Scrap your boilerplate (but don't scrap them precious comments)

Ralf Lammel ralfla at
Mon Feb 28 20:20:18 EST 2005

That's a very good point.
Me too, I would often wish to see some principled
code details when entering documentation. For instance
what is the point of _explaining_ that "inc" aliases
"add 1", why not just show that equation! I agree that
gmap?? are a bit of this kind. It is so much easier to
explain them, while showing code. It is so much of a
hassle to explain them while not showing code. The 
implementations of gmap?? are almost like algebraic
properties ... I mean these are rather principled 
implementations. A documentation tool should support
algebraic laws _and_ such principled implementations.

It would really help to link the function signatures
with the function definitions in the sense of a limited
code browsing functionality.

I am sure this is not a new discussion topic,
but we really need this IMHO.


> -----Original Message-----
> From: glasgow-haskell-users-bounces at
> users-bounces at] On Behalf Of Benjamin Franksen
> Sent: Monday, February 28, 2005 4:11 PM
> To: glasgow-haskell-users at
> Subject: Scrap your boilerplate (but don't scrap them precious
> Hi,
> I have been racking my brain over the infamous 'gfoldl' and 'gunfold'
> combinators. (Yes, I have read the papers). What finally made me
> understand
> how they worked was reading the code: first the implementation of the
> functions (Data/Generics/Basics.hs), then the long and detailed
> in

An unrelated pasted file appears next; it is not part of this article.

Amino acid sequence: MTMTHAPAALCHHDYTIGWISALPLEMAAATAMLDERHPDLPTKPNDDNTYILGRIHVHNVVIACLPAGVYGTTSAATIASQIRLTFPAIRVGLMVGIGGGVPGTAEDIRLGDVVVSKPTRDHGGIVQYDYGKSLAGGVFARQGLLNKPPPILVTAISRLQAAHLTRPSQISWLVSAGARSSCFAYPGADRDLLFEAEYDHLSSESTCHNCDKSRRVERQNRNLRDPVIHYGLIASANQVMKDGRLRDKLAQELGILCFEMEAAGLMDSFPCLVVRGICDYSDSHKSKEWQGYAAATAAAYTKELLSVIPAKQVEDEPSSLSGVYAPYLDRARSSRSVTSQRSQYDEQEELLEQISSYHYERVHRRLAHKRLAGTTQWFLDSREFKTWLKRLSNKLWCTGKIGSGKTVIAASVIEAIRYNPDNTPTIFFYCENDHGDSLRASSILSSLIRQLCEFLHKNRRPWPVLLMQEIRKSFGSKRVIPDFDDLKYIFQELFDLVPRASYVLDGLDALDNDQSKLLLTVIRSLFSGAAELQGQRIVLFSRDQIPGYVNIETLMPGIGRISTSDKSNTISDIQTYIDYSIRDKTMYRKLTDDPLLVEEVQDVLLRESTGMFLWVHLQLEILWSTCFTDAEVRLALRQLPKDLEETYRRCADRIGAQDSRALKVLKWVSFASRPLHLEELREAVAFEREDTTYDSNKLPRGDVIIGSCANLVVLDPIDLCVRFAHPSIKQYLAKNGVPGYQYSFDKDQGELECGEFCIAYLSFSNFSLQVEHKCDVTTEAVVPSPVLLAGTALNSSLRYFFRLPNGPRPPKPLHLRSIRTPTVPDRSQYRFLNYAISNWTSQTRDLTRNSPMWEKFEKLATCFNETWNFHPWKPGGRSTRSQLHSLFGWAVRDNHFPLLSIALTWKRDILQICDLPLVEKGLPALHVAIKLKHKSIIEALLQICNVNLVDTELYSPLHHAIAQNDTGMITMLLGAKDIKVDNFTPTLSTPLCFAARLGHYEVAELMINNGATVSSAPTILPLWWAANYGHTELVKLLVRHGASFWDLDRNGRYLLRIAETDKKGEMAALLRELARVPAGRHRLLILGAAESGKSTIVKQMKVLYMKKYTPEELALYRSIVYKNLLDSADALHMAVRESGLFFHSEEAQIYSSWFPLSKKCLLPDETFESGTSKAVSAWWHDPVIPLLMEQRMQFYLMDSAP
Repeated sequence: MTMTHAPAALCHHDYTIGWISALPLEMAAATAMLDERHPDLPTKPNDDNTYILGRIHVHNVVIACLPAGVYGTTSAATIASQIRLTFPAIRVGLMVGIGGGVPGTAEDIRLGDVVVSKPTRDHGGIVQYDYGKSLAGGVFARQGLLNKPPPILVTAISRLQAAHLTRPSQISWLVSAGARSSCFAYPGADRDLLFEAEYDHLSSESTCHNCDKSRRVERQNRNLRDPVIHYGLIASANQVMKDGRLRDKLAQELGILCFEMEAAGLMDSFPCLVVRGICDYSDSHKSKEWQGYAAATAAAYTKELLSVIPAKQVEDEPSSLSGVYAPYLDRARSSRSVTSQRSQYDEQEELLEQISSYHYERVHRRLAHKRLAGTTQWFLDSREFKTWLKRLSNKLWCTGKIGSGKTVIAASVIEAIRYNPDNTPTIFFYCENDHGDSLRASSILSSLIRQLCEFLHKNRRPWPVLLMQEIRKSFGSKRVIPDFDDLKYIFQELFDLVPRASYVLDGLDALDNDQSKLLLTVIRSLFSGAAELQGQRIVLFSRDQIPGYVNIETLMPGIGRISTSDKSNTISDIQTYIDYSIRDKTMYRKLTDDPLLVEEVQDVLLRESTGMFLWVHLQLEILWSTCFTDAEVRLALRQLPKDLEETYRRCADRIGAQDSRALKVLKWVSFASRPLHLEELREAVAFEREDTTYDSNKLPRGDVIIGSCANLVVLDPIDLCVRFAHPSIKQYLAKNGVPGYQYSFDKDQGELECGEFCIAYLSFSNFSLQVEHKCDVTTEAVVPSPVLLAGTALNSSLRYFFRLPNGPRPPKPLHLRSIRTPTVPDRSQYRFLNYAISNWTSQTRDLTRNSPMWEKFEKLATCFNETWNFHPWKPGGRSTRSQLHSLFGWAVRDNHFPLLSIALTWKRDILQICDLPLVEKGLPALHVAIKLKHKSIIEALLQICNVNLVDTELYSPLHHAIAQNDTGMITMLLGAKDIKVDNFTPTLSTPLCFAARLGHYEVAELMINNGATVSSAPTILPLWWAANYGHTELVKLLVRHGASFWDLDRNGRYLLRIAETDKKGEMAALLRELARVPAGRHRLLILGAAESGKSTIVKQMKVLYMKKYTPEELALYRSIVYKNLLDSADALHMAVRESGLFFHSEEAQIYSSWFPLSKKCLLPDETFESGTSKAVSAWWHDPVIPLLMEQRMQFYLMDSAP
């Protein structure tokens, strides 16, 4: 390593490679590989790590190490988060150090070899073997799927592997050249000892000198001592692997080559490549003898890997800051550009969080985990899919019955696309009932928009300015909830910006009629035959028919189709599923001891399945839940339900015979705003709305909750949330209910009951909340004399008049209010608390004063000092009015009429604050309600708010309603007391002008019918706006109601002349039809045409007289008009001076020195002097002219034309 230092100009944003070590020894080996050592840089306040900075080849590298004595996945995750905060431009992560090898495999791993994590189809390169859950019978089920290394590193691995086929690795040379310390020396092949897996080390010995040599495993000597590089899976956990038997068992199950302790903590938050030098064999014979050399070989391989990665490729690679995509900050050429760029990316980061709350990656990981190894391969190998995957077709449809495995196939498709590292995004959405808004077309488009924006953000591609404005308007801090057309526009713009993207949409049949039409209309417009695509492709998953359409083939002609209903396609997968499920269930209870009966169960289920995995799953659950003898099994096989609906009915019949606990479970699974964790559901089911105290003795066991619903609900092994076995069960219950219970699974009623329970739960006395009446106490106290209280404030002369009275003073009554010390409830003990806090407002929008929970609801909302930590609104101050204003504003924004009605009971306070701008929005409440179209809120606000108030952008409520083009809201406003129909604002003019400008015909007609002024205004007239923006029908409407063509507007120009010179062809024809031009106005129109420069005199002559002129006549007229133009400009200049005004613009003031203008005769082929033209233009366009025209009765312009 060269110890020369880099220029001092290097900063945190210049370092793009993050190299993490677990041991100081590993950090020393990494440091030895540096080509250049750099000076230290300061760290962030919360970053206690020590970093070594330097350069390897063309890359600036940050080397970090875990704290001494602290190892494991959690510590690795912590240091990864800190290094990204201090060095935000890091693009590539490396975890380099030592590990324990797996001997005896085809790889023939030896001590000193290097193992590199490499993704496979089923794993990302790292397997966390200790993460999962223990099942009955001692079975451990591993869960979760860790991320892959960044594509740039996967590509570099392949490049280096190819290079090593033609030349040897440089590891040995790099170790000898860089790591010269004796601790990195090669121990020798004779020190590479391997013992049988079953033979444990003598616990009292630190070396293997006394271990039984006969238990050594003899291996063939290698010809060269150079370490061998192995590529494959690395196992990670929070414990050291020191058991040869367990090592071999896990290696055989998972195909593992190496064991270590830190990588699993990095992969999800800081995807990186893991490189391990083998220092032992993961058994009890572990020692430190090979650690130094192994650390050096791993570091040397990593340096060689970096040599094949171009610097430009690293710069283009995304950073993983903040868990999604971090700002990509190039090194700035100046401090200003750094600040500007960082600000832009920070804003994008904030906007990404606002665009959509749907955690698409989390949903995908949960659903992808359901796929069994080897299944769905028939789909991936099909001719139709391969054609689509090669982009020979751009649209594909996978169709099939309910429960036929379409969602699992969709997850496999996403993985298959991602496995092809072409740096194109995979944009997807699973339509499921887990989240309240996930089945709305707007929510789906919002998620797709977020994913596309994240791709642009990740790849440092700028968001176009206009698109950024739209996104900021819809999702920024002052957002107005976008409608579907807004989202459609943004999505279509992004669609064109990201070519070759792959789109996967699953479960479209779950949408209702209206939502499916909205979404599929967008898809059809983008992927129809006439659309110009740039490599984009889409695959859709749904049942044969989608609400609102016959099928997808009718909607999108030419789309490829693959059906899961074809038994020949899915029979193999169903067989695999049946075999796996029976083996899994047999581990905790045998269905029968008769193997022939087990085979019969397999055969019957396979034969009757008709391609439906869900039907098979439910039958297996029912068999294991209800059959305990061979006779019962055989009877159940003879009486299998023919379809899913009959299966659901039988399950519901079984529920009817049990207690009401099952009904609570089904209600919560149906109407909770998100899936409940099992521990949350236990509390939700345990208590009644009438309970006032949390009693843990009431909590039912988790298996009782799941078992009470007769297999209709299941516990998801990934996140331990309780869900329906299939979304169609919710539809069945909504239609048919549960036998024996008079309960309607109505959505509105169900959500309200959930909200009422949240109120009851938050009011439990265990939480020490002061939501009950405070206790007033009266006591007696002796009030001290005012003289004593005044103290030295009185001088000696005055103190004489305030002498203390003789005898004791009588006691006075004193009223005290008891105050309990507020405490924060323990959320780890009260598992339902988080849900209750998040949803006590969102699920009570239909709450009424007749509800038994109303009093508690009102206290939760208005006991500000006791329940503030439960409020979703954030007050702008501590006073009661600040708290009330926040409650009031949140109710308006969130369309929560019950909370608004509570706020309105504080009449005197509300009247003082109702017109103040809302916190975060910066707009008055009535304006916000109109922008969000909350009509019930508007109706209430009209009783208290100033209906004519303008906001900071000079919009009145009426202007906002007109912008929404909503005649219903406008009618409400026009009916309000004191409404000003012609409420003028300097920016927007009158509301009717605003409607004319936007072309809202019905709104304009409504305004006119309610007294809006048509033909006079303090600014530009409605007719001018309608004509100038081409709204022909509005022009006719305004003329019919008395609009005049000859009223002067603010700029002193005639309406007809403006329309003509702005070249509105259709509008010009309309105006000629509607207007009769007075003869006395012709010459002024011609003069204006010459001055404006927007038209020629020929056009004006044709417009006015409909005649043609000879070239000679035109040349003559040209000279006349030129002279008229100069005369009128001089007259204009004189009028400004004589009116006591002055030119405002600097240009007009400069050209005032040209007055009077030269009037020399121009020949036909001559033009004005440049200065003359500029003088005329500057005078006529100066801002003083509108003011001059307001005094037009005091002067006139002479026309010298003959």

> the same file, and finally the instance definitions for the built-in
> (in Data/Generics/Instances.hs).
> IMHO, a lot of this could and should be part of the
> documentation.
> It is such a waste: all these wonderful comments in the source file,
> could be added to the docs with a keystroke! Instead, they simply say
> "Left-associative fold operation for constructor applications"
> which is really a bit terse for gfoldl, of which the source file
> (rightly) states that its type is a "headache".
> Furthermore, (example) implementations can sometimes be extremely
> to
> understand things; this is especially true for a language like
Haskell, in
> which the implementation is often already the shortest (or at least a
> short) and most precise way to specify a functions semantics.
> In this case, the implementations of gfoldl helped me to understand
> the
> function itself does. However, how and why these extremely abstract
> combinators can serve as the basic building blocks of all the more
> concrete
> and better understandable variants is best documented by the
> implementation
> of just these variants gmapXX and friends. (Maybe one or two examples
> implementations would suffice). At least, it should be stated in the
> what the type constructor ('c') is in each case.
> I don't know if haddock can add the implementation of a function to
> documentation. If not, such a feature should be considered.
> SYB is a wonderful piece of work and deserves to be documented as well
> it
> is programmed.
> Ben
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